November 12, 2013

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This year the AMY Awards, AMA’s annual recognition for outstanding marketing efforts, has a new category:  Best Use of Pumpkin Spice in a Marketing Program.

Ok, it hasn’t cleared the AMA board yet, but with the onslaught of pumpkin in everything from coffee to catnip every year at this time, it deserves consideration.  Here are some nominees for brilliant marketing in this category:

1.  Starbucks

Could be credited with starting it all. Starbucks has successfully branded its Pumpkin Spice Latte known by devotees as “PSL,” and rules in Twitter and Facebook mentions.  This is the 10th Anniversary of the PSL, sold only during a limited time, and its highly anticipated seasonal debut creates a frenzy each year. Results:  per season, 20 million PSL’s sold, generating $80 million, not counting the bottled Pumpkin Spice sauce, sold separately (Forbes). Can’t argue with that.


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2.  Dunkin’ Donuts

A market leader in both coffee and donuts, Dunkin’ has an edge in promoting a double whammy of pumpkin treats and pumpkin beverages. They arguably own the fast-food pumpkin space with Pumpkin Pie donuts, Pumpkin Coffee Coolatas, and now Pumpkin K-Cups, all branded through solid advertising and savvy social media.  Results:  Dunkin’ took it to the next level, capitalizing on its assets.


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3.  Trader Joe’s

Among the culinary adventurous, Trader Joe’s successfully positions itself as the one-stop for all things pumpkin.  The fall campaign includes a direct mail of their newsletter, featuring 35 pumpkin-infused products – pumpkin waffles, pumpkin body butter, pumpkin dog treats…along with recipes and clever anecdotes.  Results: with revenue of $10.5 billion in 2012 (Supermarket News), we’re guessing that pumpkin marketing sweetens both the brand and the bottom line.

4.  Yankee Candle

Pumpkin spice is not only a flavor, it’s a yummy aroma. Yankee Candle creates the ultimate customer experience in this category, providing sensory satisfaction with nearly a dozen pumpkin fragrances including Pumpkin Spice, Pumpkin Brulee and Pumpkin Buttercream.  The heady in-store aroma literally draws customers in.  Results:  the pumpkin fragrance lines are top sales contributors during fourth quarter.

5.  Grandma

Definitely could be credited with starting it all.  Most of us would not even know what pumpkin spice is without Grammy’s famous pumpkin pies at Thanksgiving.  In terms of brand recognition and longevity, she takes the cake (or pie). She only gets fifth place because of low resulting revenue, unless you want to count hugs and a heart-warming user experience.

Is this why consumers are so crazy for pumpkin spice at this time of year: the cozy, comforting association with home?  A nostalgic reminder of simpler times and autumn family rituals?  Or is it brilliant marketing with a limited time availability and addictive sweet-spicy taste?

What local businesses have capitalized on the demand for pumpkin during fall?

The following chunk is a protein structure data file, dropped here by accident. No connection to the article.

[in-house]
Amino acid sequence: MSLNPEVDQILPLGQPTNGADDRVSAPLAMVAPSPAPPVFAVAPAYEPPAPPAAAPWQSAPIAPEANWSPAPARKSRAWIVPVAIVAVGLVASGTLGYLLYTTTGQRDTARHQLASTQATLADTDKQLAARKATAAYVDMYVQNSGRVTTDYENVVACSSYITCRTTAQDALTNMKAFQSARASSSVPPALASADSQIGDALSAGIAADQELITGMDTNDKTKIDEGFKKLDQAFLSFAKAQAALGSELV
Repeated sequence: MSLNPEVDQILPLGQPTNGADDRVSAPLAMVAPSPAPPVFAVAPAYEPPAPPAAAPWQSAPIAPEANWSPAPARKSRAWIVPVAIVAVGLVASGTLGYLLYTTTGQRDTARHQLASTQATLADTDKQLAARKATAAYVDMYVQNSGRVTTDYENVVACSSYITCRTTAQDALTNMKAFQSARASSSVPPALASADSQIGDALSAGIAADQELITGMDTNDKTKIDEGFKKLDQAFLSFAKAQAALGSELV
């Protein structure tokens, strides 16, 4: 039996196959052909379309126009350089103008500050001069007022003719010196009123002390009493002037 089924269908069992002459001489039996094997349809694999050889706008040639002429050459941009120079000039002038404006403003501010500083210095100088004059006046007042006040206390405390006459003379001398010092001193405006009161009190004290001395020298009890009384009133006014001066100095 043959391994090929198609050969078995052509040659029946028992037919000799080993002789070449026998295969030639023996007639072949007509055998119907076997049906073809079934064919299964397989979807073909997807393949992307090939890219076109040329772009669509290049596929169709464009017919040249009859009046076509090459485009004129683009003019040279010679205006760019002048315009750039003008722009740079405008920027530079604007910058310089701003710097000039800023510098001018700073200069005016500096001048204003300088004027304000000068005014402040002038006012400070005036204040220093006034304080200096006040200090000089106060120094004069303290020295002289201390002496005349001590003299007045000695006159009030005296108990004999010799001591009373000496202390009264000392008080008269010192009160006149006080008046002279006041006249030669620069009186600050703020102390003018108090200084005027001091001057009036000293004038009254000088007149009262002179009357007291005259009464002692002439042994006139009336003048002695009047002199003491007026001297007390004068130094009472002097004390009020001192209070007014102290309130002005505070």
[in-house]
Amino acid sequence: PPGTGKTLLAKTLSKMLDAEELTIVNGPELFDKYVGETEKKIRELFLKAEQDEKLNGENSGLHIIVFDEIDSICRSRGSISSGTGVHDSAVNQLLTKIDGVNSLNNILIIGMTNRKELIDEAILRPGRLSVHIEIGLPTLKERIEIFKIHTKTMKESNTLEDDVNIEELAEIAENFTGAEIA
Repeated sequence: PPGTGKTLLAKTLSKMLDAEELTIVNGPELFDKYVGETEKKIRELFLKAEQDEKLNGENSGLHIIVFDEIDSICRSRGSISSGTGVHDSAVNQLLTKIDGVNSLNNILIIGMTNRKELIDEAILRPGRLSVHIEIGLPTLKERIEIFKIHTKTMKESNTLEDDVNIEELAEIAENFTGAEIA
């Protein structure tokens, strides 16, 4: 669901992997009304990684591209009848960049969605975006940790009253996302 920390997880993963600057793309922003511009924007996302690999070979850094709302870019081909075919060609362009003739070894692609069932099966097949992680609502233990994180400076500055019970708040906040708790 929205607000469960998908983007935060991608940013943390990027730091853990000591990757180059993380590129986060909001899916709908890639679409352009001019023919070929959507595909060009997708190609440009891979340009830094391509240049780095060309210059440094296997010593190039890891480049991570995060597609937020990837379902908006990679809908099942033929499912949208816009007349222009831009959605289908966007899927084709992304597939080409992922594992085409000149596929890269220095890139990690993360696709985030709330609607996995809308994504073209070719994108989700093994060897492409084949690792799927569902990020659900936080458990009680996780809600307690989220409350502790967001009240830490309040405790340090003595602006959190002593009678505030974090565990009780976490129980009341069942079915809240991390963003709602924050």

Guest blog by AMA Member Ann Morgan Kaser

Ann Morgan Kaser writes about retail trends from a marketing perspective.  Her background is 15+ years in retail real estate marketing.

November 8, 2013

Atlanta Tech VillageAll I can say is “wow.” After our October 24th speaker event featuring David Cummings, I’m struggling with how to fit his amazing story into a blog post. If you have a passion for veering off the beaten path, I highly recommend hearing David’s success story in person. I should warn you though, don’t be surprised if you walk away feeling really under accomplished (unintentional of course).

As with most entrepreneurs, David’s drive started at a young age. In middle school he decided to transform his back yard into a putt-putt course, making his first profits off of friends who wanted to come over and play. Then, a few years later while most of us were attending keg parties, David was busy building software and starting companies (note how I said companies- plural, not company- singular).

At an early stage in his career, he quickly realized that even if you build something spectacular, you still need to figure out how to sell it. This was the turning point in which David realized that if he wanted to become successful, he was going to have to learn a thing or two about sales and marketing – and that he did! Once he started segmenting his target audience, he was able to enhance his products to better meet their needs – ultimately building a stronger company.

It wasn’t until 2006 when he had his first idea for Pardot. (Trick question: do you know what pardot means in Latvian?) After paying $8 to register the domain, he was off to build another company from the ground up. Many people might not know this, but Pardot actually started as a PPC lead generation service. After its launch, David soon realized that the platform he built was actually more appealing to consumers than the business model of delivering leads. Recognizing this early on, he quickly adjusted Pardot’s path into a marketing automation platform instead.

As Pardot became extremely successful, he also pointed out another lesson – the startup with the most venture capital doesn’t always win. His company was going head-to-head with competitors who had deep pockets, and beating them each time. It was interesting to learn that from Pardot’s beginning, until its recent acquisition, the company remained lean and never accepted VC.